WIMBLEDON, England -- Steffi Graf said she needed some competition, needed a little push to raise her game after beating all the scared kids, overmatched veterans and other hangers-on of the women's tour.
Well, it took nearly two weeks, but Graf got a challenge in the Wimbledon semifinals yesterday.
Jana Novotna gave Graf 2 hours and 10 minutes of tennis torment. She gave Graf junk balls up the middle, dragged her kicking and screaming to the net, even made her lose her first set in the tournament.
"I was really thinking, 'I'm going to lose this match,' " Graf said.
And then, Graf showed everyone that, when pushed, she can shove back, that, when forced to come up with a little magic, she still can wave her racket around and win magnificently, 5-7, 6-4, 6-2.
"I think I got a lot of pleasure out of winning this," Graf said. "Obviously, because it was a close match, because I made it, because I turned it around from a set down."
The five-time champ is in her seventh Wimbledon final. %o Tomorrow, she'll meet a familiar foe, Aranxta Sanchez Vicario.
Sanchez Vicario reached her first Wimbledon final by defeating reigning champion Conchita Martinez, 6-3, 6-7 (5-7), 6-1, in a match that was so slow and passionless, it could have been played on Spanish red clay instead of English grass.
But give Martinez credit: She wouldn't relinquish her title without a fight, and she refused to hobble off the court despite bloody blisters on both feet.
Graf also would not go. At least, not against Novotna, whose worst Wimbledon moment occurred in the 1993 final, when she was five points from victory over Graf, but folded in the clutch.
This time, Novotna did not choke. Sure, she only converted six of 20 break points, but Graf had a lot to do with that.
"This is the way I wanted to play for a long, long time," Novotna said. "It was one of the best matches I played against Steffi since the 1993 Wimbledon final. It was very exciting.
"I enjoyed every minute of it. I was also happy to provide some excitement for the spectators and the public."
It was about time. This was the challenge that Graf has yearned for, the reason why she has made public declarations to help get Monica Seles back on tour.
And she was pushed, all right. In fact, she was battered in the first set. And she hung on with guts and forehands in an 18-point service game in the second set, chipping away at Novotna's serves for a couple of breaks before slamming a forehand winner even the match.
The third set was dramatic, too, with long rallies and short tempers. But it was Novotna who cracked, who lost her last two service games, who saw the match end as Graf slammed one last forehand winner down the line.
"She was delighted the match was behind her," Novotna said. "You could see how relieved she was."
The relief showed on Graf's smiling face. It also came through loud and clear at her post-match news conference.
"Things didn't look very good for quite some time," Graf said. "Obviously, I'm extremely happy to turn it around."
Sanchez Vicario also was relieved to get past Martinez. Sanchez Vicario said she was growing a little tired of hearing how, because Martinez could win Wimbledon, she was out to prove that she could overcome the grass-court challenge.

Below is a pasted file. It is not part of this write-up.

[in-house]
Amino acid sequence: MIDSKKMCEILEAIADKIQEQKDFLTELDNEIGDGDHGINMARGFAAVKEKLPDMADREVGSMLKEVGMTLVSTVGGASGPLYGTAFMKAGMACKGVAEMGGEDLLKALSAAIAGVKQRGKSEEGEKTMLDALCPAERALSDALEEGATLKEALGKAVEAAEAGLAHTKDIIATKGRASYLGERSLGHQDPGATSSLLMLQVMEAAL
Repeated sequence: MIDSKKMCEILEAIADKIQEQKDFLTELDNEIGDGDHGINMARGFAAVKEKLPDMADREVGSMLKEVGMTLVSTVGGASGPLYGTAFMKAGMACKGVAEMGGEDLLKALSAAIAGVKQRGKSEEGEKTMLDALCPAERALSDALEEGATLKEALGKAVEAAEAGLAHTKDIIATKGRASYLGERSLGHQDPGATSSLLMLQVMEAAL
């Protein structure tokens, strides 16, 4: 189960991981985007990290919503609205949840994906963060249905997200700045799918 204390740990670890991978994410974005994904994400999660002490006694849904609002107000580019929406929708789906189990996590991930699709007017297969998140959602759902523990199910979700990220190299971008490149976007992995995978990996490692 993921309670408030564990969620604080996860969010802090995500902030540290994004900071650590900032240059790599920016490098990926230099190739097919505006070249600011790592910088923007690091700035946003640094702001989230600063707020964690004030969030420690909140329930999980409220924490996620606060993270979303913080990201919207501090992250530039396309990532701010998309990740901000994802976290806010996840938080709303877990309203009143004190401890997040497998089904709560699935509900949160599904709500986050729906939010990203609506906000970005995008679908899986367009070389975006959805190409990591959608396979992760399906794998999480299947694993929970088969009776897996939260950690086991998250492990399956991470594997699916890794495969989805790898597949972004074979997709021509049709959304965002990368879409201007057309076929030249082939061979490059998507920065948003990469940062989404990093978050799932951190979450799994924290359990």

"She is Conchita, I am Aranxta," Sanchez Vicario said sharply.
"It's a dream come true for me to make the final," Sanchez Vicario said. "I'm very excited. I have nothing to lose."
Sanchez Vicario's nerves frayed a bit in the second set when she was up 5-2 and couldn't serve out the match. But by the final set, Sanchez Vicario was running down everything, and Martinez, bloody blisters and all, couldn't move.
"You just have to play with pain," Martinez said.
Martinez lost her title in a hurry and quickly packed her bags and moved off the court. She may not have been Wimbledon's most popular champion, but she gave her all in defending the title.
have many years to come back and try to win it again," she said.
FTC But this year, it comes down to Graf and Sanchez Vicario.
Who will win?
"I think it's open," Martinez said.
Even Graf is taking nothing for granted. She may have all the shots with which to blitz Sanchez Vicario on grass, but Novotna showed just how vulnerable she can be.
"One thing I'm not going to do is feel I'm the absolute favorite," Graf said. "I don't feel like that at all right now."
PD It's amazing what a little competition can do in women's tennis.
Todd Woodbridge and Mark Woodforde (2), Australia, def. Mark Knowles, Bahamas, and Daniel Nestor (11), Canada, 6-3, 6-3, 6-3.
Arantxa Sanchez Vicario (2), Spain, def. Conchita Martinez (3), Spain, 6-3, 6-7 (5-7), 6-1. Steffi Graf (1), Germany, def. Jana Novotna (4), Czech Republic, 5-7, 6-4, 6-2.
Mark Woodforde, Australia, and Larisa Neiland (1), Latvia, def. Andrew Florent and Catherine Barclay, Australia, 6-2, 6-1.
Goran Ivanisevic (4), Croatia, vs. Pete Sampras (2), Tampa, Fla. Andre Agassi (1), Las Vegas, vs. Boris Becker (3), Germany.
Gigi Fernandez, Aspen, Colo., and Natasha Zvereva (1), Belarus, vs. Meredith McGrath, Midland, Mich., and Larisa Neiland (5), Latvia. Gabriela Sabatini, Argentina, and Brenda Schultz-McCarthy (9), Netherlands, vs. Jana Novotna, Czech Republic, and Arantxa Sanchez Vicario (2), Spain. Rick Leach, Laguna Beach, Calif., and Scott Melville, Ponte Vedra Beach, Fla., vs. Marc Goellner, Germany, and Yevgeny Kafelnikov (14), Russia. Mark Woodforde, Australia, and Larisa Neiland, Latvia, vs. Jonathan Stark, Seattle, and Martina Navratilova, Aspen, Colo.